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Deadline: don’t be rushed, experts told

Experts witnesses must not be bullied by solicitors into meeting unrealistic report deadlines and should not have to “share the pain” when courts cap legal costs, it was claimed last week.

The Jackson reforms may have created tensions between solicitors and the expert witnesses they instruct, as solicitors come under pressure to meet tight timetables, but chartered building surveyor Rodd Appleyard told delegates at the Bond Solon expert witness conference: “When it comes to expert reports, experts are in charge.”

Solicitors, he said, will demand reports to be submitted in a single week and then sit on them for weeks before calling back with questions or requests for further information.

Mr Appleyard said he is straightforward with those who instruct him, telling them that once his terms and conditions have been accepted and subject to the availability of the client, he will get the report back to them in four weeks.

Being straightforward may cost you instructions, he said, but it is required to ensure quality, adding that he gets repeat business. “Don’t be scared of telling them [solicitors]. Don’t be bullied because they will bully you,” he told delegates.

When it came to costs, Mr Appleyard advised his colleagues to do as he does and include a clause in their terms and conditions that they will receive the agreed fee regardless of any determination of the court that caps costs.

One solicitor for whom he had prepared a report told him the judge had awarded only 65% of costs claimed and asked if he would like to share the “pain”. Mr Appleyard said: “It took me two nanoseconds to tell him I did not want to.”

Bill for what is fair, but if the solicitor has agreed your terms and conditions, they must pay you in full, he reminded his fellow experts.




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EY: 2018 looks like a good year for insurers too

Premium increases, a fall in injury claims and the release of reserves for large claims due to an “improved outlook” on the discount rate made 2017 the best year for motor insurers since 1994, new figures have shown.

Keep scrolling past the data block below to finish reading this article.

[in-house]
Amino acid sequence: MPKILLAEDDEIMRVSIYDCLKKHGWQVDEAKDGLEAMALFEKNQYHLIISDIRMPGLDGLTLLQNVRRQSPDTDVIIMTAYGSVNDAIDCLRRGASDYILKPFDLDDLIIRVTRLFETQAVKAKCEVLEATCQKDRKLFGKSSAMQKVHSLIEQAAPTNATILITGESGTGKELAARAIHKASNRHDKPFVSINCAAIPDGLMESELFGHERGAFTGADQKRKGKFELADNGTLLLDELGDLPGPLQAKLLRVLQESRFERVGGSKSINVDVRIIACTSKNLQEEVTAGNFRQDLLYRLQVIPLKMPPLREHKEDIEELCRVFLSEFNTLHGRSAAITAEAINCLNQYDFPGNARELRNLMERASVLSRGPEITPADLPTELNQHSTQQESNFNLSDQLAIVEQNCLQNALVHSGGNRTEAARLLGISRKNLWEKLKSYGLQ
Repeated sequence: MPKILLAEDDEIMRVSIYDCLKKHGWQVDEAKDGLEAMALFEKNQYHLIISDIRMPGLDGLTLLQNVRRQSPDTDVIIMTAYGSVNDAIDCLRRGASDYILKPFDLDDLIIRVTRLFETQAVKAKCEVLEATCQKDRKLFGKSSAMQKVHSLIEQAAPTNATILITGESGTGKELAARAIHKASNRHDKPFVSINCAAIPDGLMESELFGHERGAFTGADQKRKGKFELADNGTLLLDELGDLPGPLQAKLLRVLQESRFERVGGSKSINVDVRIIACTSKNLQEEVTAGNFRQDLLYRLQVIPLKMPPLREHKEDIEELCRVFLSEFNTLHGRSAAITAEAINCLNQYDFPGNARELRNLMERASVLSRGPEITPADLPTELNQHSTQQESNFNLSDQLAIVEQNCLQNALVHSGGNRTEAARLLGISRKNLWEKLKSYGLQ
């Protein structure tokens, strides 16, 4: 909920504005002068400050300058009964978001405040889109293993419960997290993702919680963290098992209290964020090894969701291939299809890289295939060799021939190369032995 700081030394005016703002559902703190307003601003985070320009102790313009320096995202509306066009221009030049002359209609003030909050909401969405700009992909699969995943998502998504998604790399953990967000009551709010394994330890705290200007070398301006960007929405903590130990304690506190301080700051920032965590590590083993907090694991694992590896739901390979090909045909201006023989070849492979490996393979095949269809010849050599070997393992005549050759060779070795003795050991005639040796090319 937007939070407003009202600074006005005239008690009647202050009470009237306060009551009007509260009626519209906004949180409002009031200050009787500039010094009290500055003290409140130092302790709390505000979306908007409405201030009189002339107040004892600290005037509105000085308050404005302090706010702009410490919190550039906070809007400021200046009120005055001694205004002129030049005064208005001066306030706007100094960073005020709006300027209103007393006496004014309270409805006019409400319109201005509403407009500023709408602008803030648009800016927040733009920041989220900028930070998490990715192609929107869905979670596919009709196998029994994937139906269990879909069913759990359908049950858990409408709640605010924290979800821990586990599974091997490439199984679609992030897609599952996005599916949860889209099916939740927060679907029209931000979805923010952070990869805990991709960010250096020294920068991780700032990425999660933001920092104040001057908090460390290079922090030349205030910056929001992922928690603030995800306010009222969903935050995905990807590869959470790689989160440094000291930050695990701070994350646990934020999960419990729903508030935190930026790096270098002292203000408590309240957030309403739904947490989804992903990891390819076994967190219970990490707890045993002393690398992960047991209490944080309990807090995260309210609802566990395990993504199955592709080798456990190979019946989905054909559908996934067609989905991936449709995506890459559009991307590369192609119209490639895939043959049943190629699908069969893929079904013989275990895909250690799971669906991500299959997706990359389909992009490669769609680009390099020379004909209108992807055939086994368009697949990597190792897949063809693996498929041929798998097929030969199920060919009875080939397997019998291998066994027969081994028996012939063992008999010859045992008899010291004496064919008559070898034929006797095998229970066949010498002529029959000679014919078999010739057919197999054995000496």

They also predicted that motorists would indeed save £35 from the Civil Liability Bill reforms, as the government and insurance industry have been saying.

The figures come as the bill has finished its passage through the House of Lords and has been introduced to the House of Commons.

According to EY’s annual UK motor insurance results report, the net combined ratio (NCR) – the sum of net claims, commissions and expenses divided by net earned premium – was 96.8% last year, meaning that for every £100 of premium received, insurers paid out £96.80.

The figure was 109.4% in 2016, but the 2017 outcome was the second best result since records began in 1985.

It said that, in 2017, personal motor insurance cost consumers on average £480, up 8.7% from £442 in 2016, and reaching a peak of £491 in the fourth quarter of the year, with the main driver being the original discount rate change.

However, EY said premiums began to reduce in the early part of 2018 and were expected to remain on a downwards trend until early next year.

“The key reasons are the increasing competition by insurers for a share of the market, together with reductions in the level of whiplash claims from the anticipated effect of the whiplash reforms in the Civil Liability Bill which is currently progressing through Parliament.

“EY predicts prices to fall to £471 over 2018 and £455 over 2019; with the benefit of the whiplash reforms equivalent to approximately £35 per policy.”